Ruminations on the Season

by Phil Anderson

Winter has come. At our house we have a nice covering of snow. The house and yard look like a Currier and Ives Christmas card.  The clean white snow contrasts with the green of the  evergreen trees. My ski tracks wander into the woods to mingle with those of Bambi and Thumper. As I glide through the quiet woods, enjoying the balmy 15 degrees, life is good.

I am reminded of how fortunate my wife and I are to live where we do. We have a warm house and enough to eat. We enjoy the quiet of living in the countryside. There is the peace and security of a civil community shared with family and friends. We are fortunate to have the simple basic things that are necessary and make life enjoyable.

I am reminded that we don’t have all this because of our “rugged individualism,” hard work, or being more moral. Although we have always worked hard, we didn’t pull ourselves up by the boot straps. In many ways the good things we have are the result being lucky enough to be born into a country that, at least nominally, promoted the “general welfare.” It also helped that we were lucky enough to be born white. 

Much of our success and well being is the result of our society. Yes, we were frugal, gardened, cut fire wood, and made do with less. But we were the beneficiaries of the post WW2 “welfare state.”  As children we attended public schools, ate subsidized hot lunch, and lived in GI Bill purchased houses. Colleges educations were possible because of government scholarships and subsidized state universities. During our working years we benefited from labor laws, health and safety regulations, equal employment opportunity, consumer protections, and the many other economic rules of the game. Union represented jobs provided better wages and health benefits. Now a stable retirement is possible because of a pension program, Social Security, and Medicare.

None of this just happened. Santa didn’t bring it on his sleigh. It wasn’t the result of the “free market” or the generosity of employers. None of this was God’s blessing for our piety. It happened because many people, over many years, worked and sacrificed to create the social structures that now support all of us. It happened because people got together to advocate for a cleaner, safer, healthier, more just, more egalitarian society. They organized and worked for public programs and policies that benefited ordinary people. It was a hard struggle, but over the years progress was made.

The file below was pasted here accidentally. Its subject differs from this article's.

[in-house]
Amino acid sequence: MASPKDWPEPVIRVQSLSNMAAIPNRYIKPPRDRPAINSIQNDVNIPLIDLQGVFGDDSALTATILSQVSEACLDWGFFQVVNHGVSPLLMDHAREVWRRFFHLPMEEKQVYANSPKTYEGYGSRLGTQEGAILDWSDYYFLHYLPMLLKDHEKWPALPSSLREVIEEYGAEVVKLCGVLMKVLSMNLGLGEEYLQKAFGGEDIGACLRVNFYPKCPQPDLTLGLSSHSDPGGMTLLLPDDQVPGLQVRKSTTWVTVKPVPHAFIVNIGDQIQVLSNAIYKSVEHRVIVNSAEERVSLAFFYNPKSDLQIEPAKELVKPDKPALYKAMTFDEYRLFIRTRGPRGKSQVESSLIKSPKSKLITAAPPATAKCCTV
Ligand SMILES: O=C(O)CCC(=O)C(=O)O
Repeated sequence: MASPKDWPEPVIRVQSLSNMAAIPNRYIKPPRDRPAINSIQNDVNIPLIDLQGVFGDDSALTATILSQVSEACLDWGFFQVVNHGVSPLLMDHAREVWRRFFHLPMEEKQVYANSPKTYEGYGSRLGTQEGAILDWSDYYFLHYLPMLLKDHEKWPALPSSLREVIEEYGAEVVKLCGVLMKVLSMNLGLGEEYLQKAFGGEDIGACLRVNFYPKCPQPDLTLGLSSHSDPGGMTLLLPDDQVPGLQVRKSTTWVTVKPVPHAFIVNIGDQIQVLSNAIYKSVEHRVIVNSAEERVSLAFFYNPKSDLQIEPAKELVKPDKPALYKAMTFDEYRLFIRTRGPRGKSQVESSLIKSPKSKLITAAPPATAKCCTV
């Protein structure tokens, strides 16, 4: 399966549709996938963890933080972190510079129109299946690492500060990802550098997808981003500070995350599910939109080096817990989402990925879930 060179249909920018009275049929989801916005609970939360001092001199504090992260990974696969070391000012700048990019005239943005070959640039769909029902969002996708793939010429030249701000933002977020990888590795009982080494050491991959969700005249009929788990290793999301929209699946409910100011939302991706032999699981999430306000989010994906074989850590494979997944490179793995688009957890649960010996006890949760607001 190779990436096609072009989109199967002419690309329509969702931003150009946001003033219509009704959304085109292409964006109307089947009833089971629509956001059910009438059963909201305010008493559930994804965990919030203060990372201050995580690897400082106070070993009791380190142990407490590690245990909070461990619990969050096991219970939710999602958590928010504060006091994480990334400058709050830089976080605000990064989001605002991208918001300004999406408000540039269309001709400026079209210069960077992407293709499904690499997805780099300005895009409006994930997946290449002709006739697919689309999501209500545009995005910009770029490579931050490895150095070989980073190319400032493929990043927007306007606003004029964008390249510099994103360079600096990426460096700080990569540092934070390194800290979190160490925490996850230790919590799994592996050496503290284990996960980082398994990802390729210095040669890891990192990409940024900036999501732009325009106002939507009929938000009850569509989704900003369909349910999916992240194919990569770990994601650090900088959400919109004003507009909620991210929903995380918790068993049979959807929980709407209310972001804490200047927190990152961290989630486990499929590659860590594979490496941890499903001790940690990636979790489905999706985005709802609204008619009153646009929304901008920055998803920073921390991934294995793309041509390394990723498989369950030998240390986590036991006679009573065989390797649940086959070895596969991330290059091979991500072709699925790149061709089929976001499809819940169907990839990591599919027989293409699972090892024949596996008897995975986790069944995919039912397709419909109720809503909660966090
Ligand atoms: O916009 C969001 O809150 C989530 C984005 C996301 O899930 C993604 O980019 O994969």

I often worry about my grandchildren. What lumps of coal will be in their future stockings? Will they have the advantages I did? Will they grow up to have a good place to live with a decent job and an adequate retirement? Or will they be living in a totally different  world? Given the social, political, and environmental problems we face, their future could be bleak. You don’t have to be a curmudgeon to think we have peaked as a country. When the water, soil, and petroleum are used up we will find we can’t eat our stocks and bonds. If we continue down the path of endless war, endless population growth, and disregard for evidence based decisions, our grandchildren could have a dark-ages future. Peace on earth and good will toward men (or women, or minorities, or immigrants, or other religions) seems far away.

But the good news is we can change. As Red Green says in “The Man’s Prayer, ”I am a man,  I can change,  if I have to, I guess.” Too often we don’t change until we “have to.” It would be  better if we had the wisdom, foresight, common sense, or good leadership to deal with  problems before they became a crisis. But we do not have to continue down the road we are currently following. 

Social, political, and economic structures are not immutable laws of nature. They can be made more responsive to the real needs of people. We could insist on a more civil public discourse. We can create a better democracy. We could create a more sustainable economy that shares the wealth more equally. We can stop squandering and destroying the natural resources we all depend on. 

Some of the necessary change we can simply start doing. Many of you know what I mean and are already doing it. We can reduce our personal impact on the environment. We can reject the shop-til-you-drop consumerism that thrives on artificial needs created with advertising. We don’t have to have the latest fashion, electronic gadget, a bigger house, or a bigger car. We don’t have to accept the domination of mega corp in our lives. We can stop buying from the  rapacious companies that mistreat people or the environment. We can pay more attention to what is going on. And we can do our part to make good change happen. We can elect representatives that do what is best for the majority of people.

To begin we should reject the current leadership that promotes hate and division. We must  stop being bamboozled by the divide and conquer tactics. We need to vote out the “scrooges” who say we can’t afford healthcare, free college, good schools, secure retirements, equal rights, clean water and air, or all the other necessities we need as a people. We can reject the Grinch and all the efforts to steal our Christmas. If all of us Whos in Whoville embrace the real spirit of the season- the spirit of giving, caring, and good will toward all- we can overcome. As Dr. Seuss tells us, 

“Christmas Day is in our grasp
So long as we have hands to grasp.


Christmas Day will always be
Just as long as we have we.


Welcome Christmas while we stand
Heart to heart and hand in hand.” 

This Christmas we need to remember that no man is an island. We are all in this together.